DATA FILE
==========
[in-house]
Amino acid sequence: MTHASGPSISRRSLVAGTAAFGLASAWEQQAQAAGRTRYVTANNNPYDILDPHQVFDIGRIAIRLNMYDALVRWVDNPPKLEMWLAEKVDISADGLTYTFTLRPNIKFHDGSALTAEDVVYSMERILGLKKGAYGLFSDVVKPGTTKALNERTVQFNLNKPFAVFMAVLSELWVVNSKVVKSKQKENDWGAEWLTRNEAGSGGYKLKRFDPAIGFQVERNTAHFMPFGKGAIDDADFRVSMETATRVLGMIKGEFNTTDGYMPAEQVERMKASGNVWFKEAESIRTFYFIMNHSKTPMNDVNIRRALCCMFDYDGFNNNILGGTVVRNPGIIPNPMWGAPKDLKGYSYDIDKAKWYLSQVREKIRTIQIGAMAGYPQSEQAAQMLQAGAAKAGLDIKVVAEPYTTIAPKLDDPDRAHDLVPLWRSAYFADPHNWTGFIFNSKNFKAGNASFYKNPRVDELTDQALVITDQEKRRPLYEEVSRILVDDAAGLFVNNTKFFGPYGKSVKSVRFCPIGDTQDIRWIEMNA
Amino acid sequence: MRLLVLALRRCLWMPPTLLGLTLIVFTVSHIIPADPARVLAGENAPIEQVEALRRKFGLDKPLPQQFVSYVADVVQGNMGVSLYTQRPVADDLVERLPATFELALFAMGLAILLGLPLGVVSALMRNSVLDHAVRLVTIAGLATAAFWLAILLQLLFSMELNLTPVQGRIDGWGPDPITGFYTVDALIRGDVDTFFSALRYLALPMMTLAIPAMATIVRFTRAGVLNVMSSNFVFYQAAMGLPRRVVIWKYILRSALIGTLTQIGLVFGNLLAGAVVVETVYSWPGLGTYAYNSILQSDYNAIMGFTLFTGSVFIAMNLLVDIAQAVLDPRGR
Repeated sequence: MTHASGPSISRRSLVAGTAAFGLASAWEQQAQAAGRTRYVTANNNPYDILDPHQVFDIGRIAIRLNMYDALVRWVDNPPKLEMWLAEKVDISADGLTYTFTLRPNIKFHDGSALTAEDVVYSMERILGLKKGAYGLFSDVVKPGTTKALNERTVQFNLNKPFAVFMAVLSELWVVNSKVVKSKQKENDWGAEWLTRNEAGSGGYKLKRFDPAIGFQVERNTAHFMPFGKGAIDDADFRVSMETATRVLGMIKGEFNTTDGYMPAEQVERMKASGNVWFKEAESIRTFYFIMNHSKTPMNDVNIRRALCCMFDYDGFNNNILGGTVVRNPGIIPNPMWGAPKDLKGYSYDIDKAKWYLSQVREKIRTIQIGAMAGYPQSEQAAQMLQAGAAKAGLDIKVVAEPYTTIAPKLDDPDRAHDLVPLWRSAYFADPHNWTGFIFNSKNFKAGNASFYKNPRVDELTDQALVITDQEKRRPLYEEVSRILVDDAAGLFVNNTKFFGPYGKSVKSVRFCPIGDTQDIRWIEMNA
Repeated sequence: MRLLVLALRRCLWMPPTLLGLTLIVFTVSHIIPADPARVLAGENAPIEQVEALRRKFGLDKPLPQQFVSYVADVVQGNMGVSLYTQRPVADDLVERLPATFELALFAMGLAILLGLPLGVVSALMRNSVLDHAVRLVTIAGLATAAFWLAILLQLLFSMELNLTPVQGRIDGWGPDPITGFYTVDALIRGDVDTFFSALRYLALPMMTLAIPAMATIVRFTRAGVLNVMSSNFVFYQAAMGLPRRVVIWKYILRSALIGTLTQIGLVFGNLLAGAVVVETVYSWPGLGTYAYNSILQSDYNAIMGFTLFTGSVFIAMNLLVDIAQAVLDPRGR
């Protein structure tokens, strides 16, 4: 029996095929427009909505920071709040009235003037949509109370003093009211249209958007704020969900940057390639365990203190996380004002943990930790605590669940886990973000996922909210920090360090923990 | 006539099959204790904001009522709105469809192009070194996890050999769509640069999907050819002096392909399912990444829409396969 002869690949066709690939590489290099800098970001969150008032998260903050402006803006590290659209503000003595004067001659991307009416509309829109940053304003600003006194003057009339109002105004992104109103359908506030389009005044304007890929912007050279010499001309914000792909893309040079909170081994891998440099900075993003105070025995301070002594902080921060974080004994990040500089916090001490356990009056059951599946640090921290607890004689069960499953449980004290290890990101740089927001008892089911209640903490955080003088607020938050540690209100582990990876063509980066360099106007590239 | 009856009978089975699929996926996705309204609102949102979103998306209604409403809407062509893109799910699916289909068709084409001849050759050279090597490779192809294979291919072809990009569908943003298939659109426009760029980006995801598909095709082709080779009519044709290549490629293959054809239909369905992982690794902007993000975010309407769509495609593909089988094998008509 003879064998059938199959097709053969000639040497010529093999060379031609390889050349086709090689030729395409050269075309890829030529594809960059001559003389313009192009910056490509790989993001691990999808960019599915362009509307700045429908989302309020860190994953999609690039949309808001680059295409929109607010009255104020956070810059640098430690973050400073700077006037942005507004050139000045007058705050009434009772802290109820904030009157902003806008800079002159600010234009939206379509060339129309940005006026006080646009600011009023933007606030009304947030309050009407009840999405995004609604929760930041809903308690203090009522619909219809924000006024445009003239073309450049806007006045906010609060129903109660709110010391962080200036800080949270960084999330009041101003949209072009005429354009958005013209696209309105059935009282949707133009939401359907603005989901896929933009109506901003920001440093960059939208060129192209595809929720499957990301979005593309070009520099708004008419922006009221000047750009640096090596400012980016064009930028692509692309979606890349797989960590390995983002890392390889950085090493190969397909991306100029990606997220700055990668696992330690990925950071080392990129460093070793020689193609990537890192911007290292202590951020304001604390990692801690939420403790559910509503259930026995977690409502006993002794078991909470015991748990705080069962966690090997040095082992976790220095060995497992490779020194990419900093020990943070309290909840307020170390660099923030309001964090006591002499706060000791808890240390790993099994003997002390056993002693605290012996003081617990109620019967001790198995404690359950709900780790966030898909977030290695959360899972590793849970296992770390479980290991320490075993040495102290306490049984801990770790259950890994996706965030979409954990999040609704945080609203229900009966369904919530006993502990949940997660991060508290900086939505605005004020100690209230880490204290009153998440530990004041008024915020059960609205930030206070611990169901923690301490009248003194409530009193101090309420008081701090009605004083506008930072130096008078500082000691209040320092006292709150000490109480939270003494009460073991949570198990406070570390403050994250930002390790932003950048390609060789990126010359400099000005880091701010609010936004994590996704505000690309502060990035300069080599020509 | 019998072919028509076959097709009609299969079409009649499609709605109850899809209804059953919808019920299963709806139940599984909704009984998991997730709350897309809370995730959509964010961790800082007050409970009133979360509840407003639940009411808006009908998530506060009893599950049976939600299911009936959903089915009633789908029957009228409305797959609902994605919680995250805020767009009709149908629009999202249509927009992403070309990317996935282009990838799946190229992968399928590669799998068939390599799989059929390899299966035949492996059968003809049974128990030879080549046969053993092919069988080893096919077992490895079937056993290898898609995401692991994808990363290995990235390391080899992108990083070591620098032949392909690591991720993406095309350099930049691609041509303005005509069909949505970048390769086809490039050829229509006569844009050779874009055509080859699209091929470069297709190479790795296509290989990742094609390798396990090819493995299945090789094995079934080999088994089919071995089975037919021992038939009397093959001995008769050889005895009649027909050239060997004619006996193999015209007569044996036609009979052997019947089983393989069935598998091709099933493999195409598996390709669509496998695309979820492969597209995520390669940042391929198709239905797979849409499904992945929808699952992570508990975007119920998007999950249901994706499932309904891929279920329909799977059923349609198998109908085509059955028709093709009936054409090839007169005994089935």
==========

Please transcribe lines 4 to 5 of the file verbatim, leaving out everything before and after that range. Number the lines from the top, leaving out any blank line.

Repeated sequence: MTHASGPSISRRSLVAGTAAFGLASAWEQQAQAAGRTRYVTANNNPYDILDPHQVFDIGRIAIRLNMYDALVRWVDNPPKLEMWLAEKVDISADGLTYTFTLRPNIKFHDGSALTAEDVVYSMERILGLKKGAYGLFSDVVKPGTTKALNERTVQFNLNKPFAVFMAVLSELWVVNSKVVKSKQKENDWGAEWLTRNEAGSGGYKLKRFDPAIGFQVERNTAHFMPFGKGAIDDADFRVSMETATRVLGMIKGEFNTTDGYMPAEQVERMKASGNVWFKEAESIRTFYFIMNHSKTPMNDVNIRRALCCMFDYDGFNNNILGGTVVRNPGIIPNPMWGAPKDLKGYSYDIDKAKWYLSQVREKIRTIQIGAMAGYPQSEQAAQMLQAGAAKAGLDIKVVAEPYTTIAPKLDDPDRAHDLVPLWRSAYFADPHNWTGFIFNSKNFKAGNASFYKNPRVDELTDQALVITDQEKRRPLYEEVSRILVDDAAGLFVNNTKFFGPYGKSVKSVRFCPIGDTQDIRWIEMNA
Repeated sequence: MRLLVLALRRCLWMPPTLLGLTLIVFTVSHIIPADPARVLAGENAPIEQVEALRRKFGLDKPLPQQFVSYVADVVQGNMGVSLYTQRPVADDLVERLPATFELALFAMGLAILLGLPLGVVSALMRNSVLDHAVRLVTIAGLATAAFWLAILLQLLFSMELNLTPVQGRIDGWGPDPITGFYTVDALIRGDVDTFFSALRYLALPMMTLAIPAMATIVRFTRAGVLNVMSSNFVFYQAAMGLPRRVVIWKYILRSALIGTLTQIGLVFGNLLAGAVVVETVYSWPGLGTYAYNSILQSDYNAIMGFTLFTGSVFIAMNLLVDIAQAVLDPRGR